If the software isn’t compatible with the version of Windows that you are using this error is triggered. Therefore, in this step, we will be changing certain compatibility settings. For that:

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  1. Open the installation directory of the program that you are trying to run.
  2. Right-click on the main “.exe” for the program.
  3. Select “Properties” and click on the “Compatibility” tab.
  4. Click on the “Run Compatibility Troubleshooter” for Windows 10/8 and “Help me Choose the Settings” for Windows 7.
  5. Click on the “Try Recommended Settings” option and click on the “Test” option.
  6. If the program works, click on the “YesSavetheseSettings” option and if it doesn’t select the “NoTryDifferentSettings“.
  7. Follow the onscreen instructions and repeat the process until the program works. Running Compatibility Troubleshooter

Note: If you are using a “32-bit” operating system and are trying to install a 64-bit software it is recommended to either upgrade the operating system to a 64-bit one or search for a 32-bit version of the software. Also, if the problem is with Nvidia Graphics installer refer to this article.

Compatibility between the 32-bit and 64-bit versions of Office

Find out how the 32-bit version of Office is compatible with the 64-bit version of Office.

Office applications are available in 32-bit and 64-bit versions.

The 64-bit versions of Office enable you to move more data around for increased capability, for example when you work with large numbers in Microsoft Excel 2010. When writing 32-bit code, you can use the 64-bit version of Office without any changes. However, when you write 64-bit code, you should ensure that your code contains specific keywords and conditional compilation constants to ensure that the code is backward compatible with earlier version of Office, and that the correct code is being executed if you mix 32-bit and 64-bit code.

Visual Basic for Applications 7.0 (VBA 7) is released in the 64-bit versions for Office, and it works with both 32-bit and 64-bit applications. The changes described in this article apply only to the 64-bit versions of Office. Using the 32-bit versions of Microsoft Office enable you to use solutions built in previous versions of Office without further modifications.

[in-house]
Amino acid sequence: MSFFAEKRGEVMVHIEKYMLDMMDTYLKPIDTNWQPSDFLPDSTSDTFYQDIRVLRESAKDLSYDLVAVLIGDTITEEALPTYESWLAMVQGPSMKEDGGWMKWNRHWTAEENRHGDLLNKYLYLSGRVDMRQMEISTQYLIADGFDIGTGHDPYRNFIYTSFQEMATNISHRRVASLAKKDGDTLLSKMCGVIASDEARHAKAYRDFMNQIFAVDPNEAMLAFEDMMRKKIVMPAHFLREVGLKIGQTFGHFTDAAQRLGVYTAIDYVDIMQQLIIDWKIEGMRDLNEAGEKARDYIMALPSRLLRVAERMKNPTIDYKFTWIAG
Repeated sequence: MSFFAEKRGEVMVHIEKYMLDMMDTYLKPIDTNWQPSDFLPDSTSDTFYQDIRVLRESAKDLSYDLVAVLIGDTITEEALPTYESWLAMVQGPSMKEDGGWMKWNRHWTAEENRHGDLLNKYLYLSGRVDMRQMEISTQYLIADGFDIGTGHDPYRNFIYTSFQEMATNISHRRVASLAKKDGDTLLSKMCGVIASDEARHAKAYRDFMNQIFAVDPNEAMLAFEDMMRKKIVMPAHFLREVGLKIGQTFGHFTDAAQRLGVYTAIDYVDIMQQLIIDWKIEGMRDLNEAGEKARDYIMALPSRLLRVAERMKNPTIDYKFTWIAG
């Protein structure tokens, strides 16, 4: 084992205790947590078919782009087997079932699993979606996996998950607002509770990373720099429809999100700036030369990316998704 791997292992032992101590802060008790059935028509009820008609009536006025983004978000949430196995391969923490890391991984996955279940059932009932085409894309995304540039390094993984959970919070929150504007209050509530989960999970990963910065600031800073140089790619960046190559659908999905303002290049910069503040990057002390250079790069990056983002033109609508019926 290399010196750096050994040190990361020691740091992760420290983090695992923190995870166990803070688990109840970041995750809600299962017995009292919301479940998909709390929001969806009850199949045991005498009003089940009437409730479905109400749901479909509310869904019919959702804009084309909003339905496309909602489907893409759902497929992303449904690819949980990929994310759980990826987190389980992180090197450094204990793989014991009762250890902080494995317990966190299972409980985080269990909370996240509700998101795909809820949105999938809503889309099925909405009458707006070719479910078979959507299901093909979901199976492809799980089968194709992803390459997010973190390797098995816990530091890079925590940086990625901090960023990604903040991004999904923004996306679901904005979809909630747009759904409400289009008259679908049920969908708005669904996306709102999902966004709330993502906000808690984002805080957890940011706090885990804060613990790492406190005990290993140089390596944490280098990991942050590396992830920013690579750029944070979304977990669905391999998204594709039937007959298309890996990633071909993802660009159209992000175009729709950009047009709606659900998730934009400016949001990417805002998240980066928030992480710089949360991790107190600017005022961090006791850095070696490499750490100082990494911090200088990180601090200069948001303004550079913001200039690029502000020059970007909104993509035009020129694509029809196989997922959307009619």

By default, when you install a 64-bit version of Office, you also install the 32-bit version is installed along with the 64-bit system. You must explicitly select the Microsoft Office 64-bit version installation option.

In VBA 7, you must update existing Windows API statements (Declare statements) to work with the 64-bit version. Additionally, you must update address pointers and display window handles in user-defined types that are used by these statements. This is discussed in more detail in this article as well as compatibility issues between the 32-bit and 64-bit versions and suggested solutions.

Comparing 32-bit and 64-bit systems

Applications built with the 64-bit versions of Office can reference larger address spaces than 32-bit versions. This means you can use more physical memory for data than before, potentially reducing the overhead spent moving data in and out of physical memory

In addition to referring specific locations (known as pointers) in physical memory, you can also use addresses to reference display window identifiers (known as handles). The size (in bytes) of the pointer or handle depends on whether you’re using a 32-bit or 64-bit system.

If you want to run your existing solutions with the 64-bit versions of Office, be aware of the following:

Native 64-bit processes in Office cannot load 32-bit binaries. This is expected to be a common issue when you have existing Microsoft ActiveX controls and existing add-ins.

VBA previously didn’t have a pointer data type, so you had to use 32-bit variables to store pointers and handles. These variables now truncate 64-bit values returned by API calls when using Declare statements.